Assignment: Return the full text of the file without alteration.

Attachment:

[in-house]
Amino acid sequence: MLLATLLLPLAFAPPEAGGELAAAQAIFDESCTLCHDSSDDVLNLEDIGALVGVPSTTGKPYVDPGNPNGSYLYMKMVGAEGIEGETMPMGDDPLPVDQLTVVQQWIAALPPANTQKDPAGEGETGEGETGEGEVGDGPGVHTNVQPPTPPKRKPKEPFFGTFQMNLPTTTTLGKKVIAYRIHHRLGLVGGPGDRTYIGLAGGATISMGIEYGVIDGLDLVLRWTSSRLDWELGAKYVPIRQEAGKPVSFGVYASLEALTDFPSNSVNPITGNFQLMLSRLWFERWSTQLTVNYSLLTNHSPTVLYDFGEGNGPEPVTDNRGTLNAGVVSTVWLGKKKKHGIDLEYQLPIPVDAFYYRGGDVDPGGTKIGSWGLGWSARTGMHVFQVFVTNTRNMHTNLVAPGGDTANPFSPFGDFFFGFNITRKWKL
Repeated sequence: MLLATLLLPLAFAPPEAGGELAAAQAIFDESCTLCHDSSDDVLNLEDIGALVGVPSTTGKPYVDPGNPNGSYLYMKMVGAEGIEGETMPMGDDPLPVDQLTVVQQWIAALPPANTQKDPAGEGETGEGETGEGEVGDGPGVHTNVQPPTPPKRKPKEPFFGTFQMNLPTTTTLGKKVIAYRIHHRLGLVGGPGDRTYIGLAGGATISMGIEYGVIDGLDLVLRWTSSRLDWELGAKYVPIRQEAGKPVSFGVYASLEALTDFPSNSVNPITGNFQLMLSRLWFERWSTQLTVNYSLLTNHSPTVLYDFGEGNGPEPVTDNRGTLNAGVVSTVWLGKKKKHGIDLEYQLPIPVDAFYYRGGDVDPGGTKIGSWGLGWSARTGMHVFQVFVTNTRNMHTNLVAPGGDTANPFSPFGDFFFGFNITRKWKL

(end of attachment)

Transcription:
[in-house]
Amino acid sequence: MLLATLLLPLAFAPPEAGGELAAAQAIFDESCTLCHDSSDDVLNLEDIGALVGVPSTTGKPYVDPGNPNGSYLYMKMVGAEGIEGETMPMGDDPLPVDQLTVVQQWIAALPPANTQKDPAGEGETGEGETGEGEVGDGPGVHTNVQPPTPPKRKPKEPFFGTFQMNLPTTTTLGKKVIAYRIHHRLGLVGGPGDRTYIGLAGGATISMGIEYGVIDGLDLVLRWTSSRLDWELGAKYVPIRQEAGKPVSFGVYASLEALTDFPSNSVNPITGNFQLMLSRLWFERWSTQLTVNYSLLTNHSPTVLYDFGEGNGPEPVTDNRGTLNAGVVSTVWLGKKKKHGIDLEYQLPIPVDAFYYRGGDVDPGGTKIGSWGLGWSARTGMHVFQVFVTNTRNMHTNLVAPGGDTANPFSPFGDFFFGFNITRKWKL
Repeated sequence: MLLATLLLPLAFAPPEAGGELAAAQAIFDESCTLCHDSSDDVLNLEDIGALVGVPSTTGKPYVDPGNPNGSYLYMKMVGAEGIEGETMPMGDDPLPVDQLTVVQQWIAALPPANTQKDPAGEGETGEGETGEGEVGDGPGVHTNVQPPTPPKRKPKEPFFGTFQMNLPTTTTLGKKVIAYRIHHRLGLVGGPGDRTYIGLAGGATISMGIEYGVIDGLDLVLRWTSSRLDWELGAKYVPIRQEAGKPVSFGVYASLEALTDFPSNSVNPITGNFQLMLSRLWFERWSTQLTVNYSLLTNHSPTVLYDFGEGNGPEPVTDNRGTLNAGVVSTVWLGKKKKHGIDLEYQLPIPVDAFYYRGGDVDPGGTKIGSWGLGWSARTGMHVFQVFVTNTRNMHTNLVAPGGDTANPFSPFGDFFFGFNITRKWKL